Anyways, I didn’t really want to talk about how I found my readers. I was going to talk about when people are allowed to read things and what I’ve learned from people reading my books.


No one is allowed to read a first draft. No one. The people I trust the most might get to read the beginning if I need reassurance that it doesn’t totally suck, or a passage or two, but no one is allowed to read a first draft.

What I’ve learned:

It will always make me nervous.
People won’t always get my slang.
People think I’m funny.
They will always see the typos.
Nobody likes a dryer link analogy.
Sometimes I'm really, really Canadian without meaning to be and it confuses people.
Switching from gooseflesh to goosebumps is apparently a no-no.

Alrighty, it's your turn now. Who reads your writing? When? What have you learned from having people read your writing?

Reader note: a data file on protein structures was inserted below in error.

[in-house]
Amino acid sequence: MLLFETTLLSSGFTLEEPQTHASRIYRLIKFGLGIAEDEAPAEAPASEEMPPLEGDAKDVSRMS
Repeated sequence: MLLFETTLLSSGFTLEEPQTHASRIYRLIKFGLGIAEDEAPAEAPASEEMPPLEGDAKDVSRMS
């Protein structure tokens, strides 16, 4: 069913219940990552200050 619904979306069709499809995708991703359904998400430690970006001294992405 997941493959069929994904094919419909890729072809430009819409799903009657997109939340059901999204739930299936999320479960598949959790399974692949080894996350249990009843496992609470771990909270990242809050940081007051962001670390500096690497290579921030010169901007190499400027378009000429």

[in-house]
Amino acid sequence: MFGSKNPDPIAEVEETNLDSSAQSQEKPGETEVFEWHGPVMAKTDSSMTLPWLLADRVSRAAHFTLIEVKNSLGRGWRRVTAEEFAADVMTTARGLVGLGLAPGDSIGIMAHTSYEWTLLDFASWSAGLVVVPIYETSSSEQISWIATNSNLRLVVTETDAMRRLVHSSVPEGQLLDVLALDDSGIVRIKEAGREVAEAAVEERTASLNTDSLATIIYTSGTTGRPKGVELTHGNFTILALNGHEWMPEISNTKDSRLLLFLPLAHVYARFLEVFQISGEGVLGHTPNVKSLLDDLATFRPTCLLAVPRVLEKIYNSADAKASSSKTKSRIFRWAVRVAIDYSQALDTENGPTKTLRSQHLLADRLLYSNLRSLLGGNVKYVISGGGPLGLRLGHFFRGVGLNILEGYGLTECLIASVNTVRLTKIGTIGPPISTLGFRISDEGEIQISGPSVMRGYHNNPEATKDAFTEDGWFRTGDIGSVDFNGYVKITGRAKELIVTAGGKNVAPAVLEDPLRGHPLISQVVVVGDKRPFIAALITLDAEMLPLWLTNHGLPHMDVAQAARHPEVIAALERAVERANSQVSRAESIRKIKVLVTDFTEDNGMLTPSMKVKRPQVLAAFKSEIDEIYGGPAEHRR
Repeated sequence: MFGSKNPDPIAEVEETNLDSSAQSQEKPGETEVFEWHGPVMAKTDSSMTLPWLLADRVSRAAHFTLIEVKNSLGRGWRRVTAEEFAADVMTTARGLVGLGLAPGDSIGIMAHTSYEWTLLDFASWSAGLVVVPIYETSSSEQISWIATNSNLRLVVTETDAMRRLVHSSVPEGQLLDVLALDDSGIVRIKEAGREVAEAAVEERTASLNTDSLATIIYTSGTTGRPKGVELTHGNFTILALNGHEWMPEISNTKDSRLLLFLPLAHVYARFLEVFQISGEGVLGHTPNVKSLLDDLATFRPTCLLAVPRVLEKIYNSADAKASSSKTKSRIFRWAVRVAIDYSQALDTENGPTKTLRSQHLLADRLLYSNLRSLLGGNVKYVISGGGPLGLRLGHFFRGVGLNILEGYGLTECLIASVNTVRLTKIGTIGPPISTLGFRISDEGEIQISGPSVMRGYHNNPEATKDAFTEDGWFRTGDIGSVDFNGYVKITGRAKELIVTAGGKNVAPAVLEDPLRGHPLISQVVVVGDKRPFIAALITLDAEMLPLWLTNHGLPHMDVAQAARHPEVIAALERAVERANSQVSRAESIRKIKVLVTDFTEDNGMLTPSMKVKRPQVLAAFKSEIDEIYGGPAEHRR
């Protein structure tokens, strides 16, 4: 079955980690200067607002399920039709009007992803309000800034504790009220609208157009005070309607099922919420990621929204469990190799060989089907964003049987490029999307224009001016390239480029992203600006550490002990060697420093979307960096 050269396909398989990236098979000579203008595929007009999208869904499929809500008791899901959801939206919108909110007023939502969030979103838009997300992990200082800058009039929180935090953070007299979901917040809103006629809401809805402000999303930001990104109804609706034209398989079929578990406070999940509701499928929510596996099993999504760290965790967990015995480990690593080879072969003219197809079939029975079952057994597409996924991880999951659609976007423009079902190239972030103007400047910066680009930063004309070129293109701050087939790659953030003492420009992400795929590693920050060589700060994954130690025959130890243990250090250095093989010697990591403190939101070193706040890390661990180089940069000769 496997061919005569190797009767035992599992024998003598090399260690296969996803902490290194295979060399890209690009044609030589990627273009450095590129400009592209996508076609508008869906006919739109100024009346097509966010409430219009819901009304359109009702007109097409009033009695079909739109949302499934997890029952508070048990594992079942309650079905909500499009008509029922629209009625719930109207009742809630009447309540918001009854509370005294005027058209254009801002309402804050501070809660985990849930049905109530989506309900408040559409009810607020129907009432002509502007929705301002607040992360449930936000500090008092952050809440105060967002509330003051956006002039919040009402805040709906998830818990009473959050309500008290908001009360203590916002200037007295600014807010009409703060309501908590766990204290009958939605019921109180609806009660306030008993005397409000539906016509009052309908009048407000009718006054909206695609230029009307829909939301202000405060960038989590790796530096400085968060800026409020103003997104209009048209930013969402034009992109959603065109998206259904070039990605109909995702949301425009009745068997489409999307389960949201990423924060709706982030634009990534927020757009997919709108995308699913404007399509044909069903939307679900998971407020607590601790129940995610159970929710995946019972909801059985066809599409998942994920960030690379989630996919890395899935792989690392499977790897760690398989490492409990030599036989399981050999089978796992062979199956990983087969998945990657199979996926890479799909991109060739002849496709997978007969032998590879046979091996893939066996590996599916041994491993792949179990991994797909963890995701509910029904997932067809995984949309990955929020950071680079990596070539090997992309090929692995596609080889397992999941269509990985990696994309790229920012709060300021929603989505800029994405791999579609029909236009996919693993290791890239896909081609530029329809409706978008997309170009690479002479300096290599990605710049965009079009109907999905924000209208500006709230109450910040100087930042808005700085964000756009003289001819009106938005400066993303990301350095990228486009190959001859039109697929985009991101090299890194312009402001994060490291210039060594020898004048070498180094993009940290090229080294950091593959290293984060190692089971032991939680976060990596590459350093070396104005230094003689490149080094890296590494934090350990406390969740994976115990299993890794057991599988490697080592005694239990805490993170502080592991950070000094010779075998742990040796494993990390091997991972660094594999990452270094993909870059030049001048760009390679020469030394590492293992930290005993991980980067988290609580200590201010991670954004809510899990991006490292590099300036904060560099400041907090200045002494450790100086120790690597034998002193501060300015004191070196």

Peace and cookies,

Thursday, June 9, 2011

Less is More

So I realize it's been a while since I've done a post here, and I'm sorry for that. I do have a good excuse, though: I've been working really hard on the latest W.I.P. I got the fever. Anyway, there's one thing I've been focusing on in all the writing. And this is, oddly enough, simplicity.

It's recently been brought to my attention that there is such a thing as too much going on in a book. Okay, I can hear you thinking, Well, duh. But really, it didn't occur to me. I have a tendency to weave more than one subplot into a story. But apparently people have trouble following ten plots at once. I know! Shocking, right?